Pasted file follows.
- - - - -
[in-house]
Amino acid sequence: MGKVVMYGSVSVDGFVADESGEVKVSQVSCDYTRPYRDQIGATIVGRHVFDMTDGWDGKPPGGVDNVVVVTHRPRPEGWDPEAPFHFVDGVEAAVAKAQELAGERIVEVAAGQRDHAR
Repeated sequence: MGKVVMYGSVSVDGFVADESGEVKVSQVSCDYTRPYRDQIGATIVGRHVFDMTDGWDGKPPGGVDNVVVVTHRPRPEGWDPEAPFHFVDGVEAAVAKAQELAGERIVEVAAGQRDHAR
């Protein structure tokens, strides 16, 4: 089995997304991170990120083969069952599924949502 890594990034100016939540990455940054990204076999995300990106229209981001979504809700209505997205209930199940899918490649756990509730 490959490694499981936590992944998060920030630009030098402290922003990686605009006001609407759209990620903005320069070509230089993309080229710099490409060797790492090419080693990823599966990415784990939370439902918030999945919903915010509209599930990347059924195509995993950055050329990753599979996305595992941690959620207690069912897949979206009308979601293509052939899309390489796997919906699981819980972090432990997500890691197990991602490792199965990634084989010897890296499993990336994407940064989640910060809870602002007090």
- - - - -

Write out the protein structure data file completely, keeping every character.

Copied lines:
[in-house]
Amino acid sequence: MGKVVMYGSVSVDGFVADESGEVKVSQVSCDYTRPYRDQIGATIVGRHVFDMTDGWDGKPPGGVDNVVVVTHRPRPEGWDPEAPFHFVDGVEAAVAKAQELAGERIVEVAAGQRDHAR
Repeated sequence: MGKVVMYGSVSVDGFVADESGEVKVSQVSCDYTRPYRDQIGATIVGRHVFDMTDGWDGKPPGGVDNVVVVTHRPRPEGWDPEAPFHFVDGVEAAVAKAQELAGERIVEVAAGQRDHAR
């Protein structure tokens, strides 16, 4: 089995997304991170990120083969069952599924949502 890594990034100016939540990455940054990204076999995300990106229209981001979504809700209505997205209930199940899918490649756990509730 490959490694499981936590992944998060920030630009030098402290922003990686605009006001609407759209990620903005320069070509230089993309080229710099490409060797790492090419080693990823599966990415784990939370439902918030999945919903915010509209599930990347059924195509995993950055050329990753599979996305595992941690959620207690069912897949979206009308979601293509052939899309390489796997919906699981819980972090432990997500890691197990991602490792199965990634084989010897890296499993990336994407940064989640910060809870602002007090």